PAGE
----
This is my first comment here. Yesterday a Net search on Hans Zinsser led me to your blog, which you ought to announce as "Established in 2005", on a nice little ribbon with forked ends, like the proud old enterprises. Those 7 long years impressed me because I finally started one of my own just a few weeks ago, on April 23. It's called "Transcripciones" (

The search had to do with the transcription I'm working on right now, which is the Spanish version of the narration of a documentary on smallpox. At the moment there are only two of them that include the original English version as well as the translation, and eventually there will be a third and last one (about the building of the Panama Canal), so my site will be of little use to those with no knowledge of Spanish, but I will translate any of the other subjects on request.

I placed your blog on my Favorites list for three reasons: 1) its attractive graphic design is a good model to follow and will encourage me to improve on the still elementary appearance of mine, 2) the range of your readings is amazing and it reminds me of the way I went through life buying loads of used books (and magazines) on all kinds of matters (I was born back in 1951, barely six years into the postwar period) and 3) you're to the left on the political spectrum.

…which brings us to the present review. Yes, Lula da Silva, like Tony Blair and the leader of the PSOE in Spain who used to be President years ago (F. González?) is now part of what the Soviet textbooks called the "working-class aristocracy". His successor, an ex-guerrilla fighter, is also a traitor to her own ideals. He's no more than a populist and a demagogue now, and he's constantly reminding us that he managed to pull I don't remember how many millions out of poverty, which is not at all credible.

In fact, that's exactly what Alvaro Uribe Vélez, our previous president down here in Colombia, literally a thief and a murderer, is constantly repeating. In his eight years (two successive periods) poverty is supposed to have dropped miraculously from 60 to 30 percent of the population. This is an outrageous lie. When he was governor of his native state ("departments" they call them here, similar to Japanese prefectures) he committed many atrocities, including massacres, for which a coalition of NGO's is trying to drag him before the I.C.C.

You might be aware of the fact that this monstrous character was invited by the U. of Cambridge to give a lecture there a few years ago. On that occasion I sent a mildly threatening e-mail message complaining about it, and, not surprisingly, there was no reply. Not too long ago Georgetown U. in Wash., D.C. decided to do the same thing.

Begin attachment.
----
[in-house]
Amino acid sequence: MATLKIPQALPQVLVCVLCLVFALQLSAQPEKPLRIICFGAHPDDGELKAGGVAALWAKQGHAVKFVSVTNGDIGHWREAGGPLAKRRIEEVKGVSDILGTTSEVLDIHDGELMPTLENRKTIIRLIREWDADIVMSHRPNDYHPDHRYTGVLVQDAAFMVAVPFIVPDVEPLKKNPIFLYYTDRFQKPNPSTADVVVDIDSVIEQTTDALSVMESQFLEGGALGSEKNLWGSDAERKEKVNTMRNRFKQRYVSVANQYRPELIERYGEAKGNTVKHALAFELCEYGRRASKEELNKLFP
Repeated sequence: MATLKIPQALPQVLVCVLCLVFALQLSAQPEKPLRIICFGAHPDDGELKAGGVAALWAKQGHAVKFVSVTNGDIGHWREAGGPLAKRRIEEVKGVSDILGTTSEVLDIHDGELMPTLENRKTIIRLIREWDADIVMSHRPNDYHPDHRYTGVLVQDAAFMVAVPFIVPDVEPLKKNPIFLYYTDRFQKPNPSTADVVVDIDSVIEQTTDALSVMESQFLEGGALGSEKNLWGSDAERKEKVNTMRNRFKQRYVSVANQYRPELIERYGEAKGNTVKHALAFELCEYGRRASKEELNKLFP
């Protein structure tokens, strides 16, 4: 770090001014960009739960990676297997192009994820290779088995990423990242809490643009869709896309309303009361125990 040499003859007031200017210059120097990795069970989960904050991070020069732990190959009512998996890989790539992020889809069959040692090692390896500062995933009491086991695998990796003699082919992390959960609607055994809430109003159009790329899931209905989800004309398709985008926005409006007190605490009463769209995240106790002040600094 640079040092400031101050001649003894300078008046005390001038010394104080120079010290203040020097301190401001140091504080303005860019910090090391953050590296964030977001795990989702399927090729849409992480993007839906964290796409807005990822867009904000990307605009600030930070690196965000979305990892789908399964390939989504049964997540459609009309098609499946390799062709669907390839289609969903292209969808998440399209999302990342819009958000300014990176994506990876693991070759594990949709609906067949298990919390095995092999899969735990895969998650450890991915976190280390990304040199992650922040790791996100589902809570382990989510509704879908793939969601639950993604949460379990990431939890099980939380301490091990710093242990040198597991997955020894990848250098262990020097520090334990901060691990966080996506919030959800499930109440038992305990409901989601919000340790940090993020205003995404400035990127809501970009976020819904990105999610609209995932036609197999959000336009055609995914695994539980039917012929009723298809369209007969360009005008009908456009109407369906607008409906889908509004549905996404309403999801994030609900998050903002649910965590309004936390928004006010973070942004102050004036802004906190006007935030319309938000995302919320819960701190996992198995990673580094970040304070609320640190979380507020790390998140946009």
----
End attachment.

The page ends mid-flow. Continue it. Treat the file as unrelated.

If you can read Spanish I suggest you read journalist Olga Behar's book El Clan de los 12 Apóstoles, which furnishes the incriminating evidence against Uribe V. that might eventually take him before the said court, but one can't be too sure about this. The Court seem to be pretending to be fair and all they do is go after the Africans and the Serbians. Colombia is off bounds because it's a U.S. ally. The title alludes to a group of paramilitaries one of whose members was a priest, which is why it was thus named by the locals. Another one was one of Uribe's brothers.

She co-authored and has recently published El Caso Yair Klein, about the Israeli soldier of fortune who was hired to train the paramilitaries here. Klein was interviewed and told all in his home in Yafo, Israel. I'm challenging you to review those two explosive books.

I don't go around waving flags and complaining too often, since it's not my quarrel. It's just that 1) one's commitment must always be to the truth, and 2) being lied to is annoying.

Resolute Reader said...

Dear Daniel,

Thank you for your kind and friendly words. Indeed, established 2005 would be a fine addition to the 'blog. Perhaps I'll take you up on that.

Sadly, I am not able to read Spanish, so much of your own 'blog and your recommendations will remain closed to me.

I am however, reading widely on the history and politics of Latin America, as I am heading to Rio in a weeks time. An exciting trip of its own.

I hope you continue to enjoy the reviews.


Unknown said...

…too late for the Rio Carnival but on time for the Rio + 20 event, which tells something about the traveller's commendable priorities….